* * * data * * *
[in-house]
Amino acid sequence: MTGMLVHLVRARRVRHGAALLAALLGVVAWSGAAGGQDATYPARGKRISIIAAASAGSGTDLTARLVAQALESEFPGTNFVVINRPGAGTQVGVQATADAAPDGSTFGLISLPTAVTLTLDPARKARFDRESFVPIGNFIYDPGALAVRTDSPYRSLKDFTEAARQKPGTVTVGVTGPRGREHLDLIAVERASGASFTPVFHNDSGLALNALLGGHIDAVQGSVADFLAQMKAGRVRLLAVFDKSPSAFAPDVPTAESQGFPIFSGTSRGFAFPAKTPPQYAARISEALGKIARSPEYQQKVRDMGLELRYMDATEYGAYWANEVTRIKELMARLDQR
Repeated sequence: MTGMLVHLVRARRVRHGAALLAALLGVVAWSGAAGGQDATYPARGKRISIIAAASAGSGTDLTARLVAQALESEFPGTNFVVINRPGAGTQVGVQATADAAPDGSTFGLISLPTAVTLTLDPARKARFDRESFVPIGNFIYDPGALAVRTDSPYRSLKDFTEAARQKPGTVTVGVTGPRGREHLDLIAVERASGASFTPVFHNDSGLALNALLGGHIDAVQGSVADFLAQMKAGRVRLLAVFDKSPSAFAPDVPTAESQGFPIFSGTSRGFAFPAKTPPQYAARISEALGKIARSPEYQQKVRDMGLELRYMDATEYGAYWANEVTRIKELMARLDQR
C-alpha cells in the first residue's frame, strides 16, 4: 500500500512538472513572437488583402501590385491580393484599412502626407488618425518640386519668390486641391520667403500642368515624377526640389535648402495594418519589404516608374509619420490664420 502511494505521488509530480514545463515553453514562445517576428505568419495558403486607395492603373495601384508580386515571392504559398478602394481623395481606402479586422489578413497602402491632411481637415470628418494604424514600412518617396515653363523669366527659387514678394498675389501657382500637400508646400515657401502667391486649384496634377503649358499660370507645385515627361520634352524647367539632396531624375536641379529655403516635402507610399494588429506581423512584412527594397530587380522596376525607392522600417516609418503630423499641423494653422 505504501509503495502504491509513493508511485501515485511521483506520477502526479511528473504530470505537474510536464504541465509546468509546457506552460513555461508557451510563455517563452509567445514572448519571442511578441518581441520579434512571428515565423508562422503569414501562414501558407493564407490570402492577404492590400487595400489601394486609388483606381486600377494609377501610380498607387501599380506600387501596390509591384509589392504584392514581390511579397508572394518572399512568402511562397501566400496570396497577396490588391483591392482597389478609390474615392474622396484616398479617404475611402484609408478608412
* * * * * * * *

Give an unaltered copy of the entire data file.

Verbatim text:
[in-house]
Amino acid sequence: MTGMLVHLVRARRVRHGAALLAALLGVVAWSGAAGGQDATYPARGKRISIIAAASAGSGTDLTARLVAQALESEFPGTNFVVINRPGAGTQVGVQATADAAPDGSTFGLISLPTAVTLTLDPARKARFDRESFVPIGNFIYDPGALAVRTDSPYRSLKDFTEAARQKPGTVTVGVTGPRGREHLDLIAVERASGASFTPVFHNDSGLALNALLGGHIDAVQGSVADFLAQMKAGRVRLLAVFDKSPSAFAPDVPTAESQGFPIFSGTSRGFAFPAKTPPQYAARISEALGKIARSPEYQQKVRDMGLELRYMDATEYGAYWANEVTRIKELMARLDQR
Repeated sequence: MTGMLVHLVRARRVRHGAALLAALLGVVAWSGAAGGQDATYPARGKRISIIAAASAGSGTDLTARLVAQALESEFPGTNFVVINRPGAGTQVGVQATADAAPDGSTFGLISLPTAVTLTLDPARKARFDRESFVPIGNFIYDPGALAVRTDSPYRSLKDFTEAARQKPGTVTVGVTGPRGREHLDLIAVERASGASFTPVFHNDSGLALNALLGGHIDAVQGSVADFLAQMKAGRVRLLAVFDKSPSAFAPDVPTAESQGFPIFSGTSRGFAFPAKTPPQYAARISEALGKIARSPEYQQKVRDMGLELRYMDATEYGAYWANEVTRIKELMARLDQR
C-alpha cells in the first residue's frame, strides 16, 4: 500500500512538472513572437488583402501590385491580393484599412502626407488618425518640386519668390486641391520667403500642368515624377526640389535648402495594418519589404516608374509619420490664420 502511494505521488509530480514545463515553453514562445517576428505568419495558403486607395492603373495601384508580386515571392504559398478602394481623395481606402479586422489578413497602402491632411481637415470628418494604424514600412518617396515653363523669366527659387514678394498675389501657382500637400508646400515657401502667391486649384496634377503649358499660370507645385515627361520634352524647367539632396531624375536641379529655403516635402507610399494588429506581423512584412527594397530587380522596376525607392522600417516609418503630423499641423494653422 505504501509503495502504491509513493508511485501515485511521483506520477502526479511528473504530470505537474510536464504541465509546468509546457506552460513555461508557451510563455517563452509567445514572448519571442511578441518581441520579434512571428515565423508562422503569414501562414501558407493564407490570402492577404492590400487595400489601394486609388483606381486600377494609377501610380498607387501599380506600387501596390509591384509589392504584392514581390511579397508572394518572399512568402511562397501566400496570396497577396490588391483591392482597389478609390474615392474622396484616398479617404475611402484609408478608412